The UK’s Love for Veganism

September 14, 2018

It doesn’t seem like that long ago that people deemed ‘going vegan’ as something strange and extreme, as though starting a vegan lifestyle meant giving up anything tasty or fun in the kitchen. But suddenly, the plant-based, animal-product-free dietary choice has exploded into the mainstream. With celebrity endorsements from sports superstars like Venus Williams, to singer Miley Cyrus, there’s no shortage of delicious vegan meals showing up on our Instagram and Facebook feeds. What was once a mocked concept is slowly becoming the respectful, supported choice it should be – in the UK, plant-based food sales increased 1,500% between 2016 and 2017.

On veganism’s surge in the UK, The Vegan Society released data surrounding the current consensus and viewpoint of the public on the dairy and meat-free way:

  • 56% of adults in the UK practice vegan buying behaviours
  • 19% have cut down on buying meat and are checking cosmetics and toiletries for animal-testing
  • 13% actively choose meat-free or dairy-free meals when eating out
  • 51% are happy to see vegan food in shops and restaurants

Perhaps the increase has come as a result of a more flexible approach; many of us who aren’t vegan are trying out a few vegan options each week, actively decreasing our intake of meat and dairy (a viewpoint named as the ‘flexitarian’ approach). Perhaps because of this, the mindset towards vegans has drastically improved, with 43% of people saying they respected vegans for their lifestyle.

But what factors have contributed to veganism’s popularity? Looking at the results of 2018’s Veganuary, a movement that challenges people to sign up for a month of vegan eating, the top reason for people signing up was animal rights concerns (43%). This was followed by 39% of people who signed up for health reasons, and 10% who said it was for environmental reasons.

There’s a certain element of trend-following and vanity, The Independent observes, as the increase in Google searches for the word ‘vegan’ correlate with searches for the word ‘Instagram’. In a world where we love to take photos of our meals and share them on social media, it’s not difficult to believe that Instagram has helped circulate numerous brightly-coloured vegan dishes to help improve its previously ill-held reputation of being nothing but leaves.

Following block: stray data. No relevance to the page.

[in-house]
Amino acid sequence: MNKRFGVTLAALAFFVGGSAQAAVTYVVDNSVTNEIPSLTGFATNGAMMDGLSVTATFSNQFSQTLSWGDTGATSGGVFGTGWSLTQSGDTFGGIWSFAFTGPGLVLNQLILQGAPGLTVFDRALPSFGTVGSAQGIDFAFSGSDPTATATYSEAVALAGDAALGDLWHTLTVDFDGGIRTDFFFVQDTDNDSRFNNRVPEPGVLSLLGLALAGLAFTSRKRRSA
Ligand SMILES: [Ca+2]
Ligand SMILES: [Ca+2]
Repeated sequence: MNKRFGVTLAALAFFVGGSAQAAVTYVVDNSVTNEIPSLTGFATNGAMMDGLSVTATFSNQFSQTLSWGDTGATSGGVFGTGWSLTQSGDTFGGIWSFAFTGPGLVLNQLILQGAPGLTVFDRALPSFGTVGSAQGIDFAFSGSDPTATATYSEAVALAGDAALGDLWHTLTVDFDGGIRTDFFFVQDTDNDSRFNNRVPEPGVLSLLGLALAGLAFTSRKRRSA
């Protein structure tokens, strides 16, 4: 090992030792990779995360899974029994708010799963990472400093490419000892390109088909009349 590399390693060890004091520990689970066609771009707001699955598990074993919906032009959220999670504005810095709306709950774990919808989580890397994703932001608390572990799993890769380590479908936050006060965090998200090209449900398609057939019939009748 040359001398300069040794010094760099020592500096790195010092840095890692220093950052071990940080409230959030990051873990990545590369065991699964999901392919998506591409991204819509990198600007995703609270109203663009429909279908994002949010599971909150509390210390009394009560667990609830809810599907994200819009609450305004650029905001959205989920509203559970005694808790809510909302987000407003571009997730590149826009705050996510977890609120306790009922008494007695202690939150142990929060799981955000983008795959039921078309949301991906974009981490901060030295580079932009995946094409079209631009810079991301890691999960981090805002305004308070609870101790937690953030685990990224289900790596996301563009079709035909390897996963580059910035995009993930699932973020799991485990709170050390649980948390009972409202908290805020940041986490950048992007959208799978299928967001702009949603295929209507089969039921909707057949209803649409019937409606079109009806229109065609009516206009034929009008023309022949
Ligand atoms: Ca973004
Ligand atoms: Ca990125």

Take a look at the top vegan food trends for 2018, and you’ll easily see the appeal:

  • Veggie chips, such as parsnip chips and sweet potato chips, make for a healthier option than normal potato.
  • Edible flowers, to make your meal Instagram-worthy!
  • Vegan desserts, bringing back ice-cream and cakes in vegan-friendly ways. Ben and Jerry’s have released three delicious vegan-friendly ice creams: Chocolate Fudge Brownie, Chunky Monkey, and Peanut Butter and Cookies are all sure to be a hit with vegans and non-vegans alike!
  • Fermented foods, while they might not conjure the most delicious image to mind, are coming into food trends in a big way. Think colourful kimchi and nutty-flavoured tempeh.

Looking outside of the kitchen, there’s a rising demand for businesses to cater more for vegans with on-the-go food options. A recent survey found that 91% of vegans are having a tough time finding to-go meal options. The market is certainly there, and restaurants and supermarkets are slowly picking up on the potential gains to be made by catering to veganism.

Even if you’re not going vegan, adding a few vegan choices to your diet can be wholly beneficial. A new study was brought to the public eye by The Guardian, outlining that the “five-a-day” notion for fruit and vegetable consumption is, sadly, not entirely accurate. In fact, the study from the Imperial College London advises 10-a-day! The now-recommended 800g of fruit and veg daily would help reduce heart disease, strokes and premature deaths. Picking up a few vegan meals throughout the week, or switching to a vegan diet entirely, would certainly help hit this healthy target.

Whether you’re debating going vegan or just increasing your veggie intake, you might want to consider growing your own. Even a small garden can house a few home-grown herbs and fruits! You just need some compost bags and a few garden tools to start cultivating your own supply of tomatoes for a home-made tomato sauce, or cucumbers for the freshest salad you’ll ever taste!

You can also grow proteins in your garden for a vegan-friendly meal. Think beans and seeds, like sunflower seeds or soybeans.

How do you feel about the rise in vegan popularity in the UK? Are you going to try out some vegan offerings at cafés and restaurants? You’ll be pleasantly surprised by how far vegan cooking has come, and if nothing else, you’ll reap the many environmental and health benefits.

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